As I take some time off to recharge my batteries before taking the next step in my career I was relishing the opportunity to sink my teeth into some books which has been a luxury that I have not really had time to do over the last several years. The first book on my list was the recently released authorized biography of Steve Jobs.
So why was this a book I wanted to put number one on my reading list? I suppose given my occupation I have always had a professional reason to follow certain companies and individuals to have a better understanding what is happening in the high-tech industry but as the lines between professional and personal life have become so blurred – in large thanks to Steve Jobs – I also have a personal interest. I was also fascinated with the close connection between the man and the company, so much so that any news on his health was reflected in the stock market.
Full disclosure: Our household has 5 iPods, a Mac Mini & a MacBook Pro. So for our personal technology needs we use mostly Apple products. From a professional perspective all the organizations I have worked have been predominately Wintel shops. So I’d like to think that I have a somewhat balanced view here. Apple is great for personal use but not so much for the enterprise.
Based on more than 40 interviews with Jobs conducted over two years, Steve Jobs by Walter Isaacson is filled with conversations among more than 100 family members, friends, adversaries, competitors, and colleagues. This provided an interesting perspective as a reader, as there were times you could empathize with Steve and other times you would shake your head and think, “What a jerk!” This was a well-balanced book in that sense and, quite frankly, the way biographies should be written. Throughout the book the author was very clear about Steve’s desire to have the book paint the whole picture. I’d say that mission was very much accomplished.
The beginning of the book starts off a bit slow in terms of his life, adoption, school and parents. His father worked as a machinist who I believe had the biggest impact on his early life and provided him with his obsession of the “importance of design.” Next up: meeting Steve Wozniak who was a brilliant engineer and eventually creating Apple and working out of his father’s garage creating the Apple II in 1977 which was the first mass marketed personal computer. This, of course, is what really launched his career. The next part of the book deals with Apple’s rise-fall-rise, which I found riveting. It gave a pretty candid account of some of Jobs’s relationships against the backdrop of his company. The book finishes up with his health decline and how he decided he would leave a legacy.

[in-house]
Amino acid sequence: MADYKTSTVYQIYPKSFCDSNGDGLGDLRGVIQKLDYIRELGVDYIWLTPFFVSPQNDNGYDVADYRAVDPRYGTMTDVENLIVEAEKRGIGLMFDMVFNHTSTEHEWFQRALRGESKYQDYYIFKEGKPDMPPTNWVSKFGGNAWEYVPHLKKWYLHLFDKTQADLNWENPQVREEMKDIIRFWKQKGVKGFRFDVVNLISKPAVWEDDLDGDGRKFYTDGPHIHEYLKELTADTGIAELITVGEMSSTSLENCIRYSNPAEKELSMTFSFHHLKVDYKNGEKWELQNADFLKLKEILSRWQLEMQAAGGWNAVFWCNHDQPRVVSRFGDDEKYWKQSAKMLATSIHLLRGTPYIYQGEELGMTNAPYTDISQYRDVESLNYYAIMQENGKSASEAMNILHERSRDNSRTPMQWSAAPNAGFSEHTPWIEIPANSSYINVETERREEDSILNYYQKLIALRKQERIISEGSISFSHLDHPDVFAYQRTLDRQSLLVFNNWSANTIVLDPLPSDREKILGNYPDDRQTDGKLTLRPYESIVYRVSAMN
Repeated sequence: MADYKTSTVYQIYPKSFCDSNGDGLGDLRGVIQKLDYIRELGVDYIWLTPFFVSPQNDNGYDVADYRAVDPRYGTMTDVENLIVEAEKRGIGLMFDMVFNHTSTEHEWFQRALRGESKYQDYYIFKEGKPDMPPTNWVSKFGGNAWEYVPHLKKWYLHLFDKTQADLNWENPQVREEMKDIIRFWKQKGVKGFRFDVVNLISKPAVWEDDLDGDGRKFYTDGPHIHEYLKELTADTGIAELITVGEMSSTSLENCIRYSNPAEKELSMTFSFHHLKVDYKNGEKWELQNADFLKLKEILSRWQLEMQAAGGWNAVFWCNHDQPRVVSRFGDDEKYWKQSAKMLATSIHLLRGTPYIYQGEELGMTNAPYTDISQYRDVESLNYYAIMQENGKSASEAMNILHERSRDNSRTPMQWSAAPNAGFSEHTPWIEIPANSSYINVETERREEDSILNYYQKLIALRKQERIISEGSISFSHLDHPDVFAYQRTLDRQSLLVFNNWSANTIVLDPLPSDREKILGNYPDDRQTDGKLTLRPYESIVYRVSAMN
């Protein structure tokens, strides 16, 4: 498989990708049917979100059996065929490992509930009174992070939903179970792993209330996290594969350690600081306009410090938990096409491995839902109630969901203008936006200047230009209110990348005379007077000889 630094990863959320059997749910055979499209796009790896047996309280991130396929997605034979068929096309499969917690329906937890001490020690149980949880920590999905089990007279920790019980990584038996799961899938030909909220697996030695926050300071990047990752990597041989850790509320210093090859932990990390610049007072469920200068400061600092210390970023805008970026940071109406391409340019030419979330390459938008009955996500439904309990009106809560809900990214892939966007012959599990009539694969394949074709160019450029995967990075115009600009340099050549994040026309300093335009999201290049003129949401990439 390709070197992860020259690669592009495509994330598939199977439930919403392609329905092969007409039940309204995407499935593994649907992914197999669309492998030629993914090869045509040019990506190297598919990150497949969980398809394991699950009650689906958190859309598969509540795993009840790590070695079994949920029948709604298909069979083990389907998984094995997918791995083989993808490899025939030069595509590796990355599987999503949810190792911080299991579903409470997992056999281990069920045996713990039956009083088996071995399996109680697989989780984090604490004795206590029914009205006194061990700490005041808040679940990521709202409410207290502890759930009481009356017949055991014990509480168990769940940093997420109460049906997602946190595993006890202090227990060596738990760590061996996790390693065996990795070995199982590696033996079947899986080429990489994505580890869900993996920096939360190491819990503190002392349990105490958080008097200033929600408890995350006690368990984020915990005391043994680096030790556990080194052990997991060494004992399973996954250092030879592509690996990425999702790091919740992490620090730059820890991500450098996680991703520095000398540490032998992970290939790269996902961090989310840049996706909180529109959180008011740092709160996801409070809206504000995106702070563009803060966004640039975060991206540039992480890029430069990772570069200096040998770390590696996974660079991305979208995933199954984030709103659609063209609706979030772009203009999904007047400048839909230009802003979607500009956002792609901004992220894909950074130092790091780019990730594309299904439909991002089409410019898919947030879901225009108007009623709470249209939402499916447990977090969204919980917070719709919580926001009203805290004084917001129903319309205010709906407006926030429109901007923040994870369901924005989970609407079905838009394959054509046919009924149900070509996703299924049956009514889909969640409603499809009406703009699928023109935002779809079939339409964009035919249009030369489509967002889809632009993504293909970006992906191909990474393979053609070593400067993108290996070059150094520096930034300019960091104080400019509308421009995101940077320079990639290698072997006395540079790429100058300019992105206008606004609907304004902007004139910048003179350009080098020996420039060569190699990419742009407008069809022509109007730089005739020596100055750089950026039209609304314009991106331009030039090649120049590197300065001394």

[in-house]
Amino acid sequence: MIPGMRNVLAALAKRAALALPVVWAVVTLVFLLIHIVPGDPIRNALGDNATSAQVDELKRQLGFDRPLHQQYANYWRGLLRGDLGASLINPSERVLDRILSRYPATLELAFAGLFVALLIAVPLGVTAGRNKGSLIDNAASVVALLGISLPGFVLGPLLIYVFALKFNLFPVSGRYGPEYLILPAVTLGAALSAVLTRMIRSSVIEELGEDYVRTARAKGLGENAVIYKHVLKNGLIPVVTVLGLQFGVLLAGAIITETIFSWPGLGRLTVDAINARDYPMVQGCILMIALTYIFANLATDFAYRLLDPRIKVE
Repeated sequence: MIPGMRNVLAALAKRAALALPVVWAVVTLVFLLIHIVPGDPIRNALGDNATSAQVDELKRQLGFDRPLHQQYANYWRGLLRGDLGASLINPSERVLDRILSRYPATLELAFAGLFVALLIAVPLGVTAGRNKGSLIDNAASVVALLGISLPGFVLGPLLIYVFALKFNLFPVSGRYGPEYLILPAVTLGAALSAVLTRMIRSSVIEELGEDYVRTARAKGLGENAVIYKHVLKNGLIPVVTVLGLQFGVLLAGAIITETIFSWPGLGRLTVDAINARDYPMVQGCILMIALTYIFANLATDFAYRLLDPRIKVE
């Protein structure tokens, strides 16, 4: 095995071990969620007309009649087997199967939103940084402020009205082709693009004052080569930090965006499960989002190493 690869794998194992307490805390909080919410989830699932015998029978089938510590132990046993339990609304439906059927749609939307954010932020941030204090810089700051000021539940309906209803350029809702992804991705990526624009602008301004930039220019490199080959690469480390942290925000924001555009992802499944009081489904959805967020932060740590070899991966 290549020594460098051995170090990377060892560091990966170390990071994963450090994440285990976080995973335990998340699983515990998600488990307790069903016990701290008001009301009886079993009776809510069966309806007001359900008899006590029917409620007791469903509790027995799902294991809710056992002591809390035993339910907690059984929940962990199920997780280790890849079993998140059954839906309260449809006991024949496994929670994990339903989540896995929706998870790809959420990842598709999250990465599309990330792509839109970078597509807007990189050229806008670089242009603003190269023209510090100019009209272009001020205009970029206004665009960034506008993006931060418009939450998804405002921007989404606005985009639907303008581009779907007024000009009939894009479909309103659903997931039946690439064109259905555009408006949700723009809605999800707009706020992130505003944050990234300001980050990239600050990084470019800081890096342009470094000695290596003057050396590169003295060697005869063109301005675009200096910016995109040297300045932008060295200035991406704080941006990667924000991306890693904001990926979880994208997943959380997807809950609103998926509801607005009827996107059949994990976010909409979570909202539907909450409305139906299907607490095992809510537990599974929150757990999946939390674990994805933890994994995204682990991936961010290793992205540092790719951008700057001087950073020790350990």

I found the insight and perspective of this book very fascinating, from Jobs’s tumultuous relationship with Bill Gates to getting kicked out of Apple and returning triumphantly 10 years later; his brilliance in not only making technology hip but very desirable; and, his focus on design simplicity and his obsessiveness both professionally and in his personal life. Steve Jobs basically took technology, crossed it with the arts and we haven’t looked back since.
As much of a visionary as he was, he also got incredibly lucky, such as the time that he got to see what Xerox was doing with the first graphical user interface (GUI) and rightly decided that was the way to go, beating IBM and Microsoft to the punch by copying the idea while Xerox sat on it. And let’s not forget that not every Apple product was a home-run … anyone remember the Lisa, Newton or Apple Network Server?
Steve Jobs said that he wanted to put a dent in the universe. I’m not sure I would argue with that. In years to come he will be remembered with the likes of Edison, Einstein and Ford. This book is a must read for anyone with a slight interest in the high-tech industry, consumer electronic goods or inspirational leaders. It is thought provoking, insightful and inspiring … but be warned … once you pick it up it is very difficult to put it down.